Some happy talk about the workplace
Measuring happiness is fraught with problems, not least because it’s a difficult idea to define both as a general concept and how it relates to the economy and to work. Lord Richard Layard, programme director of the Centre for Economic Performance at the London School of Economics argues in his book Happiness: Lessons from a New Science, that when we track happiness at an economic level, we discover that people don’t appear to have become happier over the past five decades.
A 2012 article from McKinsey argues that there are three factors that define levels of happiness and hence wellbeing at work; belonging, social connection, and a sense of purpose. Wise organisations will pursue these goals and not only because they care for the wellbeing of workers.
A 2016 study and review of literature by Danica Bakotić at the University of Split concluding that “job satisfaction determines organisational performance, rather than organisational performance determining job satisfaction.”
A 2019 report titled Wellbeing in the Workplace from The Myers-Briggs Company explored the most important factors determining individual happiness and wellbeing at work with 10,000 people. It found that relationships are seen as the leading contributor to workplace wellbeing, followed by meaning, accomplishments engagement and positive emotions.
Happiness and job satisfaction are essential for our mental health. The British philosopher Bertrand Russell once famously said in a short book he wrote in 1930 called The Conquest of Happiness that “one of the symptoms of approaching nervous breakdown is the belief that one’s work is terribly important and that to take a holiday would bring all kinds of disaster. If I were a medical man, I should prescribe a holiday to any patient who considered his work important.”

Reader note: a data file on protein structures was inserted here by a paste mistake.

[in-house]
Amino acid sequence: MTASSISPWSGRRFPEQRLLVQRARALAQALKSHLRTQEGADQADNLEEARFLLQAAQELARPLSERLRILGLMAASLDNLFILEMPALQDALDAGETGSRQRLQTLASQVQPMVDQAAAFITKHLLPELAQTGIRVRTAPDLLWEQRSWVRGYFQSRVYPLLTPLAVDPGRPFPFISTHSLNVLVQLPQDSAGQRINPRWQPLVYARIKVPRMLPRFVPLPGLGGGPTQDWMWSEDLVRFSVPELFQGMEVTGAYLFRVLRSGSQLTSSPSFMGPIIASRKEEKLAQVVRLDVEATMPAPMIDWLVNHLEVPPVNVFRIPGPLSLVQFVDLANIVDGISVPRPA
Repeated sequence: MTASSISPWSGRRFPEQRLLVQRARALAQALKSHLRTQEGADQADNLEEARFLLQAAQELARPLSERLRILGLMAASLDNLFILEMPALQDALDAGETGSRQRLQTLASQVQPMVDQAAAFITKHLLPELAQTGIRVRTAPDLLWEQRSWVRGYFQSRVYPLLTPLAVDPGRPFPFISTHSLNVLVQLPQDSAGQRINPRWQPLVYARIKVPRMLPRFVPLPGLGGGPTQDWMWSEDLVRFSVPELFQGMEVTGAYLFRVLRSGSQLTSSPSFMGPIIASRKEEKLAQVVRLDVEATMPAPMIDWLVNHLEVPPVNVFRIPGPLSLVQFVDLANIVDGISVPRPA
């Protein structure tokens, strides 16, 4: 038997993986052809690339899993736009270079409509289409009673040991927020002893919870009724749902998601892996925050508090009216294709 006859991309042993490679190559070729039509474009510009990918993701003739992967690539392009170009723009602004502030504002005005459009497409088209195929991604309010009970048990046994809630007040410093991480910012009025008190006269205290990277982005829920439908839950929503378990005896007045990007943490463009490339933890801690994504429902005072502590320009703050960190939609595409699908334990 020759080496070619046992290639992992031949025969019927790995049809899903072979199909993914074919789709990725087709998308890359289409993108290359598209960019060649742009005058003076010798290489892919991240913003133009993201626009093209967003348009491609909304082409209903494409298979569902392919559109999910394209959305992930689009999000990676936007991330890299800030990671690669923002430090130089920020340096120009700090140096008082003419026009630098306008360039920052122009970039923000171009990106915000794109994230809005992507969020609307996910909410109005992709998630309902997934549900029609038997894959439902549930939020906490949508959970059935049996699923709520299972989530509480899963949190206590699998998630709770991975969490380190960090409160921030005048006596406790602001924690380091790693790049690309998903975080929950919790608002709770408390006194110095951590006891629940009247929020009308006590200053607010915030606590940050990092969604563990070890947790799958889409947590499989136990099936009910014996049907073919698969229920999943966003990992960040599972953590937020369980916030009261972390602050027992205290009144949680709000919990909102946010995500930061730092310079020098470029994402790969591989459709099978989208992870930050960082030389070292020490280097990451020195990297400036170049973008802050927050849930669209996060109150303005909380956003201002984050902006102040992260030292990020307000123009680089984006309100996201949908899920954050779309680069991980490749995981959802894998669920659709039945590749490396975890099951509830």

It may have been an identifiable problem in the 1930s, but such attitudes are now so widespread and so enabled by technology that, burnout has been included in the World Health Organization’s 11th Revision of the International Classification of Diseases (ICD-11) as an occupational phenomenon.
Problems like overwork, burnout and work separation anxiety can be insidious, creeping up without warning. Employees may not realise they’re suffering, so managers and those in charge of workplace wellbeing should receive the right training to spot the signs and offer support when required.
Common signs stem from employees struggling to maintain a healthy work-life balance and becoming stressed to the point they may cancel holidays at the last-minute, work from home late at night or insist on coming into work when unwell. They do this even if they are aware that spending too much time at work is counter-productive, as it can result in us ignoring our personal development, our health and actually end up decreasing our productivity by at least a third.
What all this means is that happiness and good mental health are key organisational concerns, both on a practical level for the commercial good of the business, and an ethical level too.
The implications are profound for workplace designers and managers. We understand how happiness is bound up in our relationships with others, the meaning of our lives and the fostering of positive emotions. Each of these factors and others related to them should be – in some way – a goal we set ourselves when creating great places to work.
People should enter the office with a smile just as big as the one they have when they leave.